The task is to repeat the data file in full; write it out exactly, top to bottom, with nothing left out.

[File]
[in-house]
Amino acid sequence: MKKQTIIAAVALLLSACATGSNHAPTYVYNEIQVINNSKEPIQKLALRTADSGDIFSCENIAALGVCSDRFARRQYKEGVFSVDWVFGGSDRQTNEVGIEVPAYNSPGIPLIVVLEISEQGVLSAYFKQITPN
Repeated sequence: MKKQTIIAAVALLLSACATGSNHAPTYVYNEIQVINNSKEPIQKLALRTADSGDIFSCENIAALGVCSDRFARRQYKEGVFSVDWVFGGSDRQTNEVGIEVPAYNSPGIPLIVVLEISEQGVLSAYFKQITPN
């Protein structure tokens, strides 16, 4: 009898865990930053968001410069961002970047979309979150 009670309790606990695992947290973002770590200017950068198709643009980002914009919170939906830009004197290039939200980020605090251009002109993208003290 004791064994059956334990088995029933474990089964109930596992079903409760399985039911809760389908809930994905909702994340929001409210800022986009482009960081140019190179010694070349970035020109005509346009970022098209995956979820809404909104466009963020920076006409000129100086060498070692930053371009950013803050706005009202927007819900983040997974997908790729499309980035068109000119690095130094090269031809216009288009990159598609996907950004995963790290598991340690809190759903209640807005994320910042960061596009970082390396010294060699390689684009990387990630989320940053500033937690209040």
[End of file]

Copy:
[in-house]
Amino acid sequence: MKKQTIIAAVALLLSACATGSNHAPTYVYNEIQVINNSKEPIQKLALRTADSGDIFSCENIAALGVCSDRFARRQYKEGVFSVDWVFGGSDRQTNEVGIEVPAYNSPGIPLIVVLEISEQGVLSAYFKQITPN
Repeated sequence: MKKQTIIAAVALLLSACATGSNHAPTYVYNEIQVINNSKEPIQKLALRTADSGDIFSCENIAALGVCSDRFARRQYKEGVFSVDWVFGGSDRQTNEVGIEVPAYNSPGIPLIVVLEISEQGVLSAYFKQITPN
């Protein structure tokens, strides 16, 4: 009898865990930053968001410069961002970047979309979150 009670309790606990695992947290973002770590200017950068198709643009980002914009919170939906830009004197290039939200980020605090251009002109993208003290 004791064994059956334990088995029933474990089964109930596992079903409760399985039911809760389908809930994905909702994340929001409210800022986009482009960081140019190179010694070349970035020109005509346009970022098209995956979820809404909104466009963020920076006409000129100086060498070692930053371009950013803050706005009202927007819900983040997974997908790729499309980035068109000119690095130094090269031809216009288009990159598609996907950004995963790290598991340690809190759903209640807005994320910042960061596009970082390396010294060699390689684009990387990630989320940053500033937690209040």